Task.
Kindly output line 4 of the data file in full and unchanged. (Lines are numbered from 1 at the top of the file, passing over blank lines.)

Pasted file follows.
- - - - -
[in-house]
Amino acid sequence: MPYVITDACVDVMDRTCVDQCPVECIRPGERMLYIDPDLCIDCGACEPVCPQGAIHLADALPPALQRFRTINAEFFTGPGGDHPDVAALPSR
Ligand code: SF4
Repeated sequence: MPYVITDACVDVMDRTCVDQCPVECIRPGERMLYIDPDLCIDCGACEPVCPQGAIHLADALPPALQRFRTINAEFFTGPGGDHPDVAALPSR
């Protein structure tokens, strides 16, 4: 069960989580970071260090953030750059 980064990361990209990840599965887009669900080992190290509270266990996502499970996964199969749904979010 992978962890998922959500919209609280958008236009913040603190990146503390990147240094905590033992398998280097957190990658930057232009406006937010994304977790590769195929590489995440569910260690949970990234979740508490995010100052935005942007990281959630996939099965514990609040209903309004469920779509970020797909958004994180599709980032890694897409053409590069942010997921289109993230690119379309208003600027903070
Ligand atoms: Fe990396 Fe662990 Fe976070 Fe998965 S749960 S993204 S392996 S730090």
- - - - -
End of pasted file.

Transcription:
Repeated sequence: MPYVITDACVDVMDRTCVDQCPVECIRPGERMLYIDPDLCIDCGACEPVCPQGAIHLADALPPALQRFRTINAEFFTGPGGDHPDVAALPSR